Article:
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T Aurigae (or Nova Aurigae 1891) was a nova, which lit up in the constellation Auriga in 1891. [1]

9 relations: Apparent magnitude, Auriga (constellation), Constellation, Epoch (astronomy), GK Persei, International Celestial Reference System, Nova, Springer Publishing, Thomas David Anderson.

The apparent magnitude (m) of a celestial object is a measure of its brightness as seen by an observer on Earth, adjusted to the value it would have in the absence of the atmosphere.

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Auriga is one of the 48 constellations listed by the 2nd-century astronomer Ptolemy and remains one of the 88 modern constellations.

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In modern astronomy, a constellation is a specific area of the celestial sphere as defined by the International Astronomical Union (IAU).

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In astronomy, an epoch is a moment in time used as a reference point for some time-varying astronomical quantity, such as the celestial coordinates or elliptical orbital elements of a celestial body, because these are subject to perturbations and vary with time.

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GK Persei (also Nova Persei 1901) was a bright nova occurring in 1901.

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The International Celestial Reference System (ICRS) is the current standard celestial reference system adopted by the International Astronomical Union (IAU).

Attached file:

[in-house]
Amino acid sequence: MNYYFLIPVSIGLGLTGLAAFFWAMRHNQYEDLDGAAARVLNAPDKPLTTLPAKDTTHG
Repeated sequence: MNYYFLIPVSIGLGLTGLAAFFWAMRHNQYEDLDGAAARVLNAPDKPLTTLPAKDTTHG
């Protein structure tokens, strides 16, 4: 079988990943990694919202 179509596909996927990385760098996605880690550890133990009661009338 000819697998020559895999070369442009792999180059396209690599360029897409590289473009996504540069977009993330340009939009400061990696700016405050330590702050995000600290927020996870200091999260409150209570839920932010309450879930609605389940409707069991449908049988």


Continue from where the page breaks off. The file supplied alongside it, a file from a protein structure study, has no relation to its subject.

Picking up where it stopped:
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A nova (plural novae or novas) is a cataclysmic nuclear explosion on a white dwarf, which causes a sudden brightening of the star.

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Springer Publishing is an American publishing company of academic journals and books, focusing on the fields of nursing, gerontology, psychology, social work, counseling, public health, and rehabilitation (neuropsychology).

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Thomas David Anderson (6 February 1853 – 31 March 1932) was a Scottish amateur astronomer.

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Redirects here:

Nova Aurigae, Nova Aurigae 1892.


[1] https://en.wikipedia.org/wiki/T_Aurigae

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